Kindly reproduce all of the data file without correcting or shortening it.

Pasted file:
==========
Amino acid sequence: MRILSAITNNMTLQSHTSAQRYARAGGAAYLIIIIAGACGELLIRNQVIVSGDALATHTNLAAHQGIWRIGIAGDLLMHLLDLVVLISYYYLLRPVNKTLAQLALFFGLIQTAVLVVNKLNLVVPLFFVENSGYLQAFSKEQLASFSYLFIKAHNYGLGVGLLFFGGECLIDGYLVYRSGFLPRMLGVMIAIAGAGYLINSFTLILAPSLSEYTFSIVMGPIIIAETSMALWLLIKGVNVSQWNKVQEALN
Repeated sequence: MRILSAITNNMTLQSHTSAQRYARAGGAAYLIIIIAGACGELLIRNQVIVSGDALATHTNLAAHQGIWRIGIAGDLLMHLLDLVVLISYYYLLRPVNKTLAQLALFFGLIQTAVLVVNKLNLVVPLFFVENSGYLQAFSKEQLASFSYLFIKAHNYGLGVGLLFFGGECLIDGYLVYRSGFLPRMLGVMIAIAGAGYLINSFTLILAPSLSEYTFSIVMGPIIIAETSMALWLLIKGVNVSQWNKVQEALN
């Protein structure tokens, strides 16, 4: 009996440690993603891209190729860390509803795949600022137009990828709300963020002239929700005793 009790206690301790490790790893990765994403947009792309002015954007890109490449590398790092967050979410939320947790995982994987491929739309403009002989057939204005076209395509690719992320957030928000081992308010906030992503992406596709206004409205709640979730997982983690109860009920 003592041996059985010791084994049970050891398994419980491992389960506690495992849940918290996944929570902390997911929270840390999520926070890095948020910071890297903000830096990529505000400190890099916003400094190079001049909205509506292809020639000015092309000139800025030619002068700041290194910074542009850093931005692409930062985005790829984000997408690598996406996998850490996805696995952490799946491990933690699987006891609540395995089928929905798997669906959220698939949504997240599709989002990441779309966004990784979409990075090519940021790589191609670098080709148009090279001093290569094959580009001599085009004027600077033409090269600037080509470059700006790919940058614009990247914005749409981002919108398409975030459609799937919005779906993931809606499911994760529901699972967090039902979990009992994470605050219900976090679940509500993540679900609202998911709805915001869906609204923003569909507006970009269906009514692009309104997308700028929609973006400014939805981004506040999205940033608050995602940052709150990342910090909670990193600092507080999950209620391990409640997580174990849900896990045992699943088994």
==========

Amino acid sequence: MRILSAITNNMTLQSHTSAQRYARAGGAAYLIIIIAGACGELLIRNQVIVSGDALATHTNLAAHQGIWRIGIAGDLLMHLLDLVVLISYYYLLRPVNKTLAQLALFFGLIQTAVLVVNKLNLVVPLFFVENSGYLQAFSKEQLASFSYLFIKAHNYGLGVGLLFFGGECLIDGYLVYRSGFLPRMLGVMIAIAGAGYLINSFTLILAPSLSEYTFSIVMGPIIIAETSMALWLLIKGVNVSQWNKVQEALN
Repeated sequence: MRILSAITNNMTLQSHTSAQRYARAGGAAYLIIIIAGACGELLIRNQVIVSGDALATHTNLAAHQGIWRIGIAGDLLMHLLDLVVLISYYYLLRPVNKTLAQLALFFGLIQTAVLVVNKLNLVVPLFFVENSGYLQAFSKEQLASFSYLFIKAHNYGLGVGLLFFGGECLIDGYLVYRSGFLPRMLGVMIAIAGAGYLINSFTLILAPSLSEYTFSIVMGPIIIAETSMALWLLIKGVNVSQWNKVQEALN
């Protein structure tokens, strides 16, 4: 009996440690993603891209190729860390509803795949600022137009990828709300963020002239929700005793 009790206690301790490790790893990765994403947009792309002015954007890109490449590398790092967050979410939320947790995982994987491929739309403009002989057939204005076209395509690719992320957030928000081992308010906030992503992406596709206004409205709640979730997982983690109860009920 003592041996059985010791084994049970050891398994419980491992389960506690495992849940918290996944929570902390997911929270840390999520926070890095948020910071890297903000830096990529505000400190890099916003400094190079001049909205509506292809020639000015092309000139800025030619002068700041290194910074542009850093931005692409930062985005790829984000997408690598996406996998850490996805696995952490799946491990933690699987006891609540395995089928929905798997669906959220698939949504997240599709989002990441779309966004990784979409990075090519940021790589191609670098080709148009090279001093290569094959580009001599085009004027600077033409090269600037080509470059700006790919940058614009990247914005749409981002919108398409975030459609799937919005779906993931809606499911994760529901699972967090039902979990009992994470605050219900976090679940509500993540679900609202998911709805915001869906609204923003569909507006970009269906009514692009309104997308700028929609973006400014939805981004506040999205940033608050995602940052709150990342910090909670990193600092507080999950209620391990409640997580174990849900896990045992699943088994």